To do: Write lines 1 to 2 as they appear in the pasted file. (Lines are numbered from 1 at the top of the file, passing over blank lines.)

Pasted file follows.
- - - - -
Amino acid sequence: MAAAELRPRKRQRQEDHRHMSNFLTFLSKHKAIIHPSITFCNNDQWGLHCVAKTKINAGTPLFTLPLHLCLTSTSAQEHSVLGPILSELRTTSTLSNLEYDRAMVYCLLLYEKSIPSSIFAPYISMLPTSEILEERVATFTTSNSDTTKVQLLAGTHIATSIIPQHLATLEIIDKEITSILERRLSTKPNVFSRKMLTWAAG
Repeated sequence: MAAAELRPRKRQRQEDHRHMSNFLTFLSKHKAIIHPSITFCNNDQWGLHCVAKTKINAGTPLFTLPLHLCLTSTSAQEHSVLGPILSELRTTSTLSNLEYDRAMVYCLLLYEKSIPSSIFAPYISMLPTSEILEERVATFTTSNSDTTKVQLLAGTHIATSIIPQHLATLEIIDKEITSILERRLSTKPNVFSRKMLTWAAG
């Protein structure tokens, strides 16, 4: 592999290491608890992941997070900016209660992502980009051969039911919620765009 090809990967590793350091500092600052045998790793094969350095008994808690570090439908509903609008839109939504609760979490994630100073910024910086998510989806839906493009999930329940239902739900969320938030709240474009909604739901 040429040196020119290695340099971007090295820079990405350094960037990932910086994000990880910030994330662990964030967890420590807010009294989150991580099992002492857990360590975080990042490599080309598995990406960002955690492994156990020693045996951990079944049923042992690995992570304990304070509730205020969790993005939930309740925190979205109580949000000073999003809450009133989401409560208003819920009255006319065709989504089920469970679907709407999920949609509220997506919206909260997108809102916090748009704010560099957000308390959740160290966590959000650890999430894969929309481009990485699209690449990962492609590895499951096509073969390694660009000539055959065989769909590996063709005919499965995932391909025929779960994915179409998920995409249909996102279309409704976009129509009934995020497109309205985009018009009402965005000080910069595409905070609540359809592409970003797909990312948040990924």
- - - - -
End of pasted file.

Amino acid sequence: MAAAELRPRKRQRQEDHRHMSNFLTFLSKHKAIIHPSITFCNNDQWGLHCVAKTKINAGTPLFTLPLHLCLTSTSAQEHSVLGPILSELRTTSTLSNLEYDRAMVYCLLLYEKSIPSSIFAPYISMLPTSEILEERVATFTTSNSDTTKVQLLAGTHIATSIIPQHLATLEIIDKEITSILERRLSTKPNVFSRKMLTWAAG
Repeated sequence: MAAAELRPRKRQRQEDHRHMSNFLTFLSKHKAIIHPSITFCNNDQWGLHCVAKTKINAGTPLFTLPLHLCLTSTSAQEHSVLGPILSELRTTSTLSNLEYDRAMVYCLLLYEKSIPSSIFAPYISMLPTSEILEERVATFTTSNSDTTKVQLLAGTHIATSIIPQHLATLEIIDKEITSILERRLSTKPNVFSRKMLTWAAG